"It's going to be great for Hispanic turnout," predicted Antonio Gonzalez, president of the William C. Velasquez Institute, a Latino think tank. "You have the Hispanic with the highest name ID, after Henry Cisneros, running against the darling of the Democratic leadership, the anointed one."
Morales, a two-time winner of statewide races in the 1990s, is running against a political novice recruited by key Democrats for his Hispanic heritage and personal fortune, which, according to some estimates, would allow him to spend $30 million on the race. The Democrats hoped Sanchez could increase turnout in the state's fastest-growing minority group enough to lead the ticket to victory in November against the Republicans.
Now political observers can't agree on who will win the two-month sprint to the Democratic primary.
"I think it means that the likely Democratic nominee for governor will not be Tony Sanchez," said Austin political consultant Bill Miller. He said Morales' experience and a million-dollar campaign surplus from his days as attorney general make him the favorite in such a short race.
"He never lost a race, he quit while he was ahead, and he's got a million dollars to run the campaign," he said. "I'd put my money on him any day of the week."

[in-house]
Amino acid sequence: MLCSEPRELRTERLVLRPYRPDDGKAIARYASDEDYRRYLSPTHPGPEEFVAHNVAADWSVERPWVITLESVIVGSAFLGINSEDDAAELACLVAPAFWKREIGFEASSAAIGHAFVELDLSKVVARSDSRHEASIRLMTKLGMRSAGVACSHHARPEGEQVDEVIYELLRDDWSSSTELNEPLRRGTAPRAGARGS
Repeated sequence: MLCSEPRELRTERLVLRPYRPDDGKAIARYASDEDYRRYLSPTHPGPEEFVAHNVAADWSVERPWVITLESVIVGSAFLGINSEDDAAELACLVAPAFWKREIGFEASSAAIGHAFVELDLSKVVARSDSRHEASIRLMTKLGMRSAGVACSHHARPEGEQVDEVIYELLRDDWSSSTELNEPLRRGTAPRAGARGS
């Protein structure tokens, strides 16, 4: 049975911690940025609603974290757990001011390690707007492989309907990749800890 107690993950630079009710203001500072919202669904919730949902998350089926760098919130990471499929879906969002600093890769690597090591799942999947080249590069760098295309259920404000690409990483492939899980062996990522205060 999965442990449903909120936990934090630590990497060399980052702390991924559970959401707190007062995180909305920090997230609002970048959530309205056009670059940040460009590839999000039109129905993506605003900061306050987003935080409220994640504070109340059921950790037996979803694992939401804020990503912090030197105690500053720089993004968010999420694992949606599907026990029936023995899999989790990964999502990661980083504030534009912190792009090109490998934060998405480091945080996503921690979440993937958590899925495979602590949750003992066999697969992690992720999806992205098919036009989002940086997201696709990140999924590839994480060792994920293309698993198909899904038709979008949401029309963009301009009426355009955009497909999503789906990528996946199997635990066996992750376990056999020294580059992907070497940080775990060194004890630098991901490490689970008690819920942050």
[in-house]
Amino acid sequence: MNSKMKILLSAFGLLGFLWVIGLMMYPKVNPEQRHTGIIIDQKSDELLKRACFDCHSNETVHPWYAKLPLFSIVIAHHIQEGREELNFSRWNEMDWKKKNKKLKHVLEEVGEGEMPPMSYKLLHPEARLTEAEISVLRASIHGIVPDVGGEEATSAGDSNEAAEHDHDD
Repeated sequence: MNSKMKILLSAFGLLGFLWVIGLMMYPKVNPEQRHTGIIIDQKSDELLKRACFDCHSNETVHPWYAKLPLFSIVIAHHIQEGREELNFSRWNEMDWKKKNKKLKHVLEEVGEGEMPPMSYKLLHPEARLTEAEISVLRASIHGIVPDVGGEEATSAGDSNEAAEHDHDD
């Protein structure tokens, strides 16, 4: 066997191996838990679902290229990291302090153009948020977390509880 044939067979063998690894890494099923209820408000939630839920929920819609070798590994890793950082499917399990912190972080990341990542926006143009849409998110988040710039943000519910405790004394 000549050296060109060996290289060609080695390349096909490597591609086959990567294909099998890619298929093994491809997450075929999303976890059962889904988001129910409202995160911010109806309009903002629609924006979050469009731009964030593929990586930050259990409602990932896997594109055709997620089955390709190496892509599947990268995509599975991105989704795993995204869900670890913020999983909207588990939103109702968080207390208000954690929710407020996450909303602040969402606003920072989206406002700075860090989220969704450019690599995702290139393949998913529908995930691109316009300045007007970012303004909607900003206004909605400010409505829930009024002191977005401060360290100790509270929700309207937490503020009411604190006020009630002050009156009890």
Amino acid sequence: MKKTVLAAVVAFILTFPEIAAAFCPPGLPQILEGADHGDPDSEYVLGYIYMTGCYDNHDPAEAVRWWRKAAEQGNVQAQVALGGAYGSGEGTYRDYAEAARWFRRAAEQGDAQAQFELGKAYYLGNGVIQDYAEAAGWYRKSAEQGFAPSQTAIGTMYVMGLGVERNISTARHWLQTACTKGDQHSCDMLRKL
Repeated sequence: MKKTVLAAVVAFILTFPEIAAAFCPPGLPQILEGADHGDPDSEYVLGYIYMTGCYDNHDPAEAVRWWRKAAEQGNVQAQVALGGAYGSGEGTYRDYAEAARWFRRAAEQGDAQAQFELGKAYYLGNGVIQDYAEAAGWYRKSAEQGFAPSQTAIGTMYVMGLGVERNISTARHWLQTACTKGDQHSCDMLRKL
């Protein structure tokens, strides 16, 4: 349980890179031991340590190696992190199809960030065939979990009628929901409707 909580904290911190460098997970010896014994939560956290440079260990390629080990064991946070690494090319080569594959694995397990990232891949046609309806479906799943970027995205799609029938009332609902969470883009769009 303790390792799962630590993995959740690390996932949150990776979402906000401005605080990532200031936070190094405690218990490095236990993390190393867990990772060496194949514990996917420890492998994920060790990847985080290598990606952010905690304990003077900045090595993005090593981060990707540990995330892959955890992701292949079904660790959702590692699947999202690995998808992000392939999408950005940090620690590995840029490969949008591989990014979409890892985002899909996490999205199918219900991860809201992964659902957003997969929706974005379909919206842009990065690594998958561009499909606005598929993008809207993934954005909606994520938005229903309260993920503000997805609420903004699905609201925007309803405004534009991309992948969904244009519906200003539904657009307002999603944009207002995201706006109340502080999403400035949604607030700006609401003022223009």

But Gonzalez said the race is Sanchez's to lose because of his money and alliance with Democratic leaders. He argued that the challenge from Morales will force the Sanchez campaign to immediately address its biggest handicap — the candidate's lack of political experience.
"The Sanchez campaign was sitting it out, conserving their money and keeping their candidate under wraps. That's all changed," Gonzalez said. "He becomes a real candidate instead of a handled one."
On cue, the Sanchez campaign e-mailed its supporters Thursday announcing a "barnstorming" tour of Texas. "We hope you will help spread the word about Tony's aggressive campaign — and let everyone know that you were with Tony Sanchez from the very beginning," the e-mail read.
John Sharp, who is running for lieutenant governor, is one of the Democratic leaders who recruited Sanchez to lead the state ticket. Many Democrats view Morales' last-minute switch to the governor's race as "a sneaky deal," Sharp said, and it may be a blessing in disguise for Sanchez.
"It seems to me that virtually all of the party folks, especially in the Hispanic community, are mobilizing around Sanchez," Sharp said.
Morales will launch his campaign Saturday in his hometown of San Antonio. A former state legislator and attorney general, Morales said running for governor is a natural extension of a political career that he walked away from in 1998.